Home News Tenants Groan As Abuja Landlords Increase Rent – Daily Trust

Tenants Groan As Abuja Landlords Increase Rent – Daily Trust

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Tenants in the Federal Capital Territory (FCT), Abuja, are groaning over hikes in house rent by their landlords.

Findings by Daily Trust showed that within the last one year, tenants in different areas of the FCT had been notified of rent increases by landlords.

Some of them that were interviewed by Daily Trust queried why landlords would increase rent on houses built years ago.

But some landlords, who also spoke to our reporters, argued that the cost of building materials had gone up.

They also said they increased rent on old buildings because maintenance was also gulping “huge” amounts of money.

Usman Tijani, an information technology expert, who lives in Phase 4, Kubwa, Abuja, said he was informed of a N250,000 increase only four weeks to the expiration of his rent.

“Before I moved in with my family last year, the landlord said he would not increase rent. Only for me to get a notice four weeks ago. I will move out of the house because of the short notice.

“The most annoying part is that the increase is from N600,000 to N850,000 (per annum) for my one-bedroom apartment”, Tijani said.

A fashion designer, Adepoju Ronke, complained that the rent of her one-room “self-contained” apartment at Dei-Dei, was raised from N150,000 to N250,000 per year.

A bank teller, who lives in Dutse, Majekodumi Isaac, said he was recently served an eviction notice by his landlord. He said the landlord later informed him that the two-bedroom apartment would no longer go for N550,000 but N700,000 per annum.

Eromosele Fortune, a resident of Kuje, said an apartment that was hitherto rented for N200,000 per annum “is now between N280,000 and N350,000 depending on the location.”

Some residents of Bwari, Gwagwalada, Gwarimpa, Nyanya, Karu, Dawaki, Lugbe, Apo Resettlement, Wuye, Wuse, Jahi District and other areas of the FCT also decried that their landlords had increased their rent.

 

Landlord lords speak

A landlord at Kubwa, Julius Odion, attributed the increase in rent to the economic state of the country.

“The rise in the costs of building materials and construction has been a major factor for the increase in the value of the property and rent,” Odion told one of our reporters who pretended to be a prospective tenant.

Another landlord, whose house is located in Wuse District of the FCT, Paschal Chukwu, said the tenants were not being fair to landlords.

“My tenants have been complaining that I increased rent, but the truth is they are not considering the fact that landlords are also going to the same market with them.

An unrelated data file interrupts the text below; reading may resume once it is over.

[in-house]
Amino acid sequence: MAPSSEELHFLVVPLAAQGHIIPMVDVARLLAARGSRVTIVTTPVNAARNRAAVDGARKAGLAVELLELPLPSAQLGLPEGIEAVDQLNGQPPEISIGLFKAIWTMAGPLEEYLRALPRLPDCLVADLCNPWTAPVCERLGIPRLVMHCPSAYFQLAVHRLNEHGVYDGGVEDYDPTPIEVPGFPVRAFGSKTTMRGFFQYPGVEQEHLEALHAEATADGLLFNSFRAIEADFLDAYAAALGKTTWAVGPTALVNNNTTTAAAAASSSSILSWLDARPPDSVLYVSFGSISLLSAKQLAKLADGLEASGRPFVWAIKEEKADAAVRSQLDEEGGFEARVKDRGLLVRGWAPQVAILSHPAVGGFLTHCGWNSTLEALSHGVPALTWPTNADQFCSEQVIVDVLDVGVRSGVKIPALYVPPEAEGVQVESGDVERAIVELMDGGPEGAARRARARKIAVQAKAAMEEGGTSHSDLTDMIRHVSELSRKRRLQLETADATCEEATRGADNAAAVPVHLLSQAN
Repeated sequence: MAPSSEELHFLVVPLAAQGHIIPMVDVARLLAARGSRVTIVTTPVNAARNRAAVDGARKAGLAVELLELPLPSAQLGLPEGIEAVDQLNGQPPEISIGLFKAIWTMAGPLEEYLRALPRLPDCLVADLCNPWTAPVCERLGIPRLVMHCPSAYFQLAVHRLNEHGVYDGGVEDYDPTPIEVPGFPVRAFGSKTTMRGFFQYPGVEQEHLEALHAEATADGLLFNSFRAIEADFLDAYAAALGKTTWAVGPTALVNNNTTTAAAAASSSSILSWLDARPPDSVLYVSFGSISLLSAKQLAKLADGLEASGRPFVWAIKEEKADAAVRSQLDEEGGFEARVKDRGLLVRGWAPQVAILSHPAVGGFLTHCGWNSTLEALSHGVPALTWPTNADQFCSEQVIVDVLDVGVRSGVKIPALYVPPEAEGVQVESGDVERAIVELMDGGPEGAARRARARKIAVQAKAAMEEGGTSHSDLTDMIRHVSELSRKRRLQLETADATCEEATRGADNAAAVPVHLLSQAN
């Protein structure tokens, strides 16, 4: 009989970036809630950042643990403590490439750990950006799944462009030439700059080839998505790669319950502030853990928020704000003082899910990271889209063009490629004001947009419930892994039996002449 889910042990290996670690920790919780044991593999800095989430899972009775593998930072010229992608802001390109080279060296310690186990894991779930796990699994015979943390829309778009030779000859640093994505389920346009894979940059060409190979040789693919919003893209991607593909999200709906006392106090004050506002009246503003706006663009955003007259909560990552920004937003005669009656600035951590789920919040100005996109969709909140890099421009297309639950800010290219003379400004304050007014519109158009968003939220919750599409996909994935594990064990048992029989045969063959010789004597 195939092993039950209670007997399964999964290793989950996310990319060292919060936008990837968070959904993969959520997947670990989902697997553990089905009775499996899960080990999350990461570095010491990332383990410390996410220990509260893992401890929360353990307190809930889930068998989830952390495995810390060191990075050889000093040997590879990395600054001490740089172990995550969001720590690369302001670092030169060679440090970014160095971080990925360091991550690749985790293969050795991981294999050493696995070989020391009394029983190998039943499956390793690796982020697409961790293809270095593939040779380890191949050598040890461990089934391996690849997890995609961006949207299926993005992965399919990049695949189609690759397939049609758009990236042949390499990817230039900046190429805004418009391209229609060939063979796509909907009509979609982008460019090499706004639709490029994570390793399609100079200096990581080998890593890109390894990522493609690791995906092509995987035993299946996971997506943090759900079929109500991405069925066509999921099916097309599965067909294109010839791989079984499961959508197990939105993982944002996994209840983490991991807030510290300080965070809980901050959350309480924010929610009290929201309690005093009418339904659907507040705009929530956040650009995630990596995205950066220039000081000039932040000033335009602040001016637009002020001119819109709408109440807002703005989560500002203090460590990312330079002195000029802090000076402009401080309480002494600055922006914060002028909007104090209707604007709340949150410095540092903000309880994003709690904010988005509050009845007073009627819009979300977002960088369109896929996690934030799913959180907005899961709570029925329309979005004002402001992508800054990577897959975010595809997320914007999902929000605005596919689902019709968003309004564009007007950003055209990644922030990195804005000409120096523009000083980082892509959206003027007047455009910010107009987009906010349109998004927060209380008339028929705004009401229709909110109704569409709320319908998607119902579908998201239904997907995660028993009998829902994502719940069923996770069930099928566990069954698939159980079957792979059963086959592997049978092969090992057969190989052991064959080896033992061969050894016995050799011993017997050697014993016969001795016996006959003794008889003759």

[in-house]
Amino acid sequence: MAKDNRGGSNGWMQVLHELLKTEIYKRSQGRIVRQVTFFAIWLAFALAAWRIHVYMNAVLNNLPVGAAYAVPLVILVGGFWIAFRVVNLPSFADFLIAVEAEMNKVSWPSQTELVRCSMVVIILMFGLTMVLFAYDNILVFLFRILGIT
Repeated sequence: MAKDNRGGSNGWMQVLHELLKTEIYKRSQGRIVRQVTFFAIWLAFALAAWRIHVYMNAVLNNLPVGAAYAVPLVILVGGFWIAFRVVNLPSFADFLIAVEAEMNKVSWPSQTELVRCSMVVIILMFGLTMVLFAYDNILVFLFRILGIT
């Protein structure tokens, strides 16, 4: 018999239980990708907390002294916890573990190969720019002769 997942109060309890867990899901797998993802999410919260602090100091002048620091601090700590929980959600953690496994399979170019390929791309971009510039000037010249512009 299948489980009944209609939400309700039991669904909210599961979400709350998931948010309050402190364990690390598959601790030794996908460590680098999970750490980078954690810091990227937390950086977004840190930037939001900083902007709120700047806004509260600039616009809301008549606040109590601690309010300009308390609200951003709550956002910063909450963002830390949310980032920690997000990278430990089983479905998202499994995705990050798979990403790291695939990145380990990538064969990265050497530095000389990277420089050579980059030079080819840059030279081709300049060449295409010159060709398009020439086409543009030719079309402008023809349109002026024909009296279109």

“Yes, we didn’t build the houses now, but with the price of everything going up, we too have to increase ours because it is our business and we have to survive,” he said.

Adeyemi Folorunsho, who owns a house in Garki District, said not all landlords could be considerate.

“As landlords, this is the right time to even protect our tenants. During Covid-19 crisis in 2020, I know how difficult it was to pay rent; so I gave my tenants subsidy for their rent and I intend to do so again, but not many landlords can do that,” he said.

 

Developers seek signing of Real Estate Bill

The immediate past President of the Real Estate Developers Association of Nigeria (REDAN), Aliyu Wamakko, in an interview with Daily Trust, said arbitrary rent increment by landlords would have been a thing of the past if the Real Estate Development Bill had been signed.

He said: “REDAN had initiated a bill on the development of the housing and property sector during the 9th National Assembly, which was not assented to by former President Muhammadu Buhari. If the former President had signed the bill into law, all these issues arising from rent increase and tenancy agreement would have been taken care of,” he said.

He said the lack of regulation for rent should be addressed.

On the reason for arbitrary increase of rent in the FCT, Wamakko said: “Everything in the market is on the high side and it’s the same market that the landlords and tenants go, so it will be difficult for everything to be on the high side while rent remains static”.

He further stated that the current development is a national issue which the government must address head on, as it is not only prevalent in Abuja, but across the country.

 

FCTA director pleads with landlords

A senior director with the FCT Administration, who craved anonymity because he was not permitted to speak on the matter, noted that there is no law in the country that dictates how much a landlord should charge tenants.

The director however pleaded with property owners to be patriotic by “ensuring moderation in dealing with their tenants, in line with the economic reality in the country.”

He said the FCT Directorate of Mass Housing was doing everything possible to provide affordable houses for low-income earners in the territory.

 

By Philip Shimnom Clement, Seun Adeuyi & Hussein Yahaya

 



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